Another legendary University of Minnesota guard is coming home from Connecticut.
The Lynx acquired Rachel Banham in a sign-and-trade deal with the Connecticut Sun on Tuesday, a move that brings the Lakeville native back home and sends a second-round pick in the 2021 WNBA draft to the Sun.
It fulfills a dream Banham has had, frankly, since she was a fourth-grader.
“I always wanted to play for the Lynx one day,” Banham said. “I always watched them. I watched them become a huge franchise. It has always been on my mind.’’
Banham is the Gophers’ career leading scorer — just ahead of Lindsay Whalen — and was a Big Ten Conference player of the year and an All-America. She was drafted fourth overall by Connecticut in the 2016 draft.
She joins a Lynx team needing outside shooting and help in the backcourt.
Lynx General Manager and coach Cheryl Reeve said the deal has been brewing for a while. The team had identified the 5-9 Banham as someone who could help them and knew Connecticut — which made a big free-agency splash with the signing of DeWanna Bonner — might be in a situation with their salary cap to make a deal.
“Timing is everything,’’ Reeve said. “And we didn’t bring [Banham] home to have the same role she had in Connecticut. We think that role will grow.’’
It’s a homecoming story that, in some ways, mirrors that of Whalen’s, another fourth overall pick who began her WNBA career in Connecticut.
Banham, who signed a multiyear deal, will get a lot of opportunity with the Lynx.
“I had a lot of talks with Cheryl, and I asked her what my role would be,’’ Banham said.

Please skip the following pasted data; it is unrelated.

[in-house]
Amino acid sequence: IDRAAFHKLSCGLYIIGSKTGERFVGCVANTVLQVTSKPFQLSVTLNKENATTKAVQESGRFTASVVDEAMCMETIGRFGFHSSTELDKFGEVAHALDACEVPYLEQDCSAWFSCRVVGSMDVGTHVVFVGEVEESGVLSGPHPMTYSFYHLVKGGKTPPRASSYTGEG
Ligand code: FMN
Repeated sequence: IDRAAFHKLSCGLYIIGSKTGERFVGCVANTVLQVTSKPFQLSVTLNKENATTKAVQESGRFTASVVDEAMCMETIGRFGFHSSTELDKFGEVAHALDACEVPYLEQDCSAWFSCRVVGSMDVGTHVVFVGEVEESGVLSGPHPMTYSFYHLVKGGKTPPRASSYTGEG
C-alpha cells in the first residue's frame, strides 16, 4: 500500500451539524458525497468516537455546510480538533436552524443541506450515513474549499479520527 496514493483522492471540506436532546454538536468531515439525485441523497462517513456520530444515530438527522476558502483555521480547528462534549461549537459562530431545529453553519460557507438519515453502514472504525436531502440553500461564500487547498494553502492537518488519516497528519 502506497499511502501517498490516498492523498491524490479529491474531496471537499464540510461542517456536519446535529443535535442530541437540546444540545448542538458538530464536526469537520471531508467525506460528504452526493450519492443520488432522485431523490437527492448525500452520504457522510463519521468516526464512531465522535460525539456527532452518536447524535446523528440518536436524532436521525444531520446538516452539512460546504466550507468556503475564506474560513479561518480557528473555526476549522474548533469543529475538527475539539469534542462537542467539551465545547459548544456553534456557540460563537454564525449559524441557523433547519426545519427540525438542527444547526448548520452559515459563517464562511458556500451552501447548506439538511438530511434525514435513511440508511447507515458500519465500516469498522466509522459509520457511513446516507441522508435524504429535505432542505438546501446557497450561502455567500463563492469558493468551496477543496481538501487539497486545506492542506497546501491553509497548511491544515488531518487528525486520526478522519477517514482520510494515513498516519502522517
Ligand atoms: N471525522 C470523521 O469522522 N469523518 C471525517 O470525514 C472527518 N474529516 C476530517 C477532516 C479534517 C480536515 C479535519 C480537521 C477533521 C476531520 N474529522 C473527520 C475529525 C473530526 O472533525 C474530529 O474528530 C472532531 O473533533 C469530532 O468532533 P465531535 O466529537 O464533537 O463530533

The answer: A combo guard who can shoot and score. A guard who needs the ball in her hands.
“I was so excited to hear that,’’ Banham said. “They’re looking for guards. The opportunity is there. I’m in my home state. This all worked out for me.’’
She appeared on 107 games in four years with the Sun, starting five, all in 2018.
She has career averages of 4.0 points, 1.0 rebounds and 1.0 assists in 11.4 minutes per game, shooting 36% from the field, including 33% from three-point range.
On a Connecticut team deep at guard, playing time was difficult to come by for Banham. Her best season was in 2018, when she appeared in 33 games, averaging 5.2 points and 1.5 assists.
With the Sun, she often came off the bench as an off-guard, catching and shooting more often than dribbling into her shot. She worked hard on that skill. But she is thrilled to get the chance to handle the ball more.
“That was always my role, growing up,’’ she said. “I was a point guard my entire life. I’m not the most traditional point guard. But I love to lead, love to pass. I’m a scoring guard, but I love passing.’’
Banham’s history with the Gophers suggests that her shooting numbers will rise with more opportunity.
Banham scored 3,093 points with the Gophers. Appearing in 144 games over five seasons — she received a medical redshirt after tearing the ACL in her right knee early in the 2014-15 season — she averaged 21.5 points in her college career, posting a 28.6-point average in her final season, second highest in the country.
That included a 60-point performance vs. Northwestern that season, a feat that drew the attention of former Lakers star Kobe Bryant, via Twitter.
Bryant tweeted at Banham after she hit a game-winner against Iowa a week later and the two eventually met when Banham attended a Lakers game.
The two formed a bond; the death of Bryant and his daughter, Gianna, in a helicopter crash in January hit Banham particularly hard.
In her Gophers career, Banham set school records in points, scoring average, games in double figures in scoring (134), games with 20 or more points (82), 30 or more points (23), and 40 or more points (three).
She is also first in school history with 354 three-pointers made and third in three-point shooting percentage (39.4). Overall, she made 43.3% of her shots.
With Danielle Robinson gone, Reeve knows she doesn’t have a true point guard on the roster. So she’s decided to go more with a “lead guard’’ concept.
Banham and Lexi Brown figure to compete for time in that role. When training camp starts this spring, she and Banham will get to know each other better. Banham can’t wait.
“I always knew I wanted to play for my home state,’’ she said.